Tuesday, March 4, 2008

the next generation library catalog phenomenon

When Casey Bisson gave an update of the Scriblio project as a lightning talk at code4lib last week, he made one comment that struck me: "Do we need another OPAC?" He was referring to the bevy of open source projects out there that support some kind of next generation search interfaces for library catalogs: eXtensible catalog, VUFind, FacBac, Scriblio, etc.

I recalled the first code4lib in 2006 when Casey's presentation on WPOPAC was one of the hot topics of the conference. NC State had just come out with their new Endeca based catalog then and people were pretty fired up about this idea of applying modern search features like faceting and relevance ranking to library catalog data.

Since then, many vendors and open source coders have jumped in to this area to make their play. Last year's code4lib conference also featured SOLR prominently and its potential role in the next generation OPAC.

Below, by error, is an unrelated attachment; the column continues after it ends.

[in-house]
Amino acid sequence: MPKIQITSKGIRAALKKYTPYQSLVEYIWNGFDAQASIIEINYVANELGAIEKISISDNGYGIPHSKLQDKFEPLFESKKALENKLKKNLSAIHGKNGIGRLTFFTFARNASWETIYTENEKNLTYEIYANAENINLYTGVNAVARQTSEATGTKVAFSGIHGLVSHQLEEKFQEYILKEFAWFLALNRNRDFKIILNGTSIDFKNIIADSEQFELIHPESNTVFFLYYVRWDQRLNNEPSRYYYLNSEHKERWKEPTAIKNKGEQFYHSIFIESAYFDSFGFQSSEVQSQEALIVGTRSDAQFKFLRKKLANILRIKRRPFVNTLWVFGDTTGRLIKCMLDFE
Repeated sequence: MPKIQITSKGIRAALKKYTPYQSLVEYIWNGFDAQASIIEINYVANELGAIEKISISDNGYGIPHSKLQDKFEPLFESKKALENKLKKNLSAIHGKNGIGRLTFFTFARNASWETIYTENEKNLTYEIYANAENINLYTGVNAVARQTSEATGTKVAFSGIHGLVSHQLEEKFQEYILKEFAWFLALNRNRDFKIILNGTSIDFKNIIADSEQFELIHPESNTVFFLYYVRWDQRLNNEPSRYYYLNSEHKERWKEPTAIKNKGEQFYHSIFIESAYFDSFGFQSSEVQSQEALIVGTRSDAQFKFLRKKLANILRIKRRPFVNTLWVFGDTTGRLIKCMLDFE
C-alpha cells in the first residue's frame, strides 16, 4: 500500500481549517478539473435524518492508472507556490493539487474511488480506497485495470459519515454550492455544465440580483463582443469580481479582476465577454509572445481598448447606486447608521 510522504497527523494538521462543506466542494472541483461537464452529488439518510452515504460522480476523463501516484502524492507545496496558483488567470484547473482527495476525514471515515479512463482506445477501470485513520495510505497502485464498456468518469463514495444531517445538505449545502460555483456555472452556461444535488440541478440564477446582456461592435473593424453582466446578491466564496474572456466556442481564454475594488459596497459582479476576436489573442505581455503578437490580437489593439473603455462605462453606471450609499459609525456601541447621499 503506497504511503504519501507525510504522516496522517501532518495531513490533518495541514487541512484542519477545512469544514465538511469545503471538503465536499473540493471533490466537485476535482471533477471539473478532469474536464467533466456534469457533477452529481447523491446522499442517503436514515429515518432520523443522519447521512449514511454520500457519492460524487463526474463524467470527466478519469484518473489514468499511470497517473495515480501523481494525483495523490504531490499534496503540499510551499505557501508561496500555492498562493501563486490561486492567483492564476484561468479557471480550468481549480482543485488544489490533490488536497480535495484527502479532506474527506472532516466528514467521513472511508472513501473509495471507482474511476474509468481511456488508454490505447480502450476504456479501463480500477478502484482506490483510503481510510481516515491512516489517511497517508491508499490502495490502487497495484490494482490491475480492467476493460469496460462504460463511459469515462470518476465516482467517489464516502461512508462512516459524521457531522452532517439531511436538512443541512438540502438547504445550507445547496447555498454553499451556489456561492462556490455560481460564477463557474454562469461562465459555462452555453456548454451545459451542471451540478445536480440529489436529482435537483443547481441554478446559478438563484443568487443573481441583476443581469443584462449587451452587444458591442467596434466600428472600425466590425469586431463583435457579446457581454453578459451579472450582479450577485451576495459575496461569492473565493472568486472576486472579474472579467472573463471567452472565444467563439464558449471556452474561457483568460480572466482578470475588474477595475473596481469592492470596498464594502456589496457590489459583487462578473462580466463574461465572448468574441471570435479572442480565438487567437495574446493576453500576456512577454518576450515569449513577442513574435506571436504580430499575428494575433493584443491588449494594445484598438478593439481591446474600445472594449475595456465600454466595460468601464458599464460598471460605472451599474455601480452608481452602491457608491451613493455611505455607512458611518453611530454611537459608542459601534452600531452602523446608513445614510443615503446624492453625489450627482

I spent much of my time over the past couple years as Summit Catalog Committee Chair arguing for the need to move the Summit catalog over to a next generation platform. (Still hasn't happened.)

It's funny what a couple years can do. This area that was so cutting edge two years ago now seems overcrowded and almost passé.

1 comment:

misterbisson said...

Heh. What I didn't say in my lightning talk was that the catalog isn't the point. Ironic, I know, as I do have a horse in that race, but the real challenge is in figuring out what libraries should look like online and how they deliver services. The catalog is just a convenient short term project because we need them and their ripe for reinvention. What happens after that is where the real excitement is.

That's one reason why I'm building on the WordPress framework. It's proven itself to be hugely flexible and extensible and the community is one of the most innovative around. Heck, Viddler ( http://www.viddler.com/ ) and ChickSpeak ( http://chickspeak.com/ ) were built on it.

Passe? Yeah. It's time to think more holistically about the library -- because they're more than just catalogs -- and build the systems that advance the library into the future.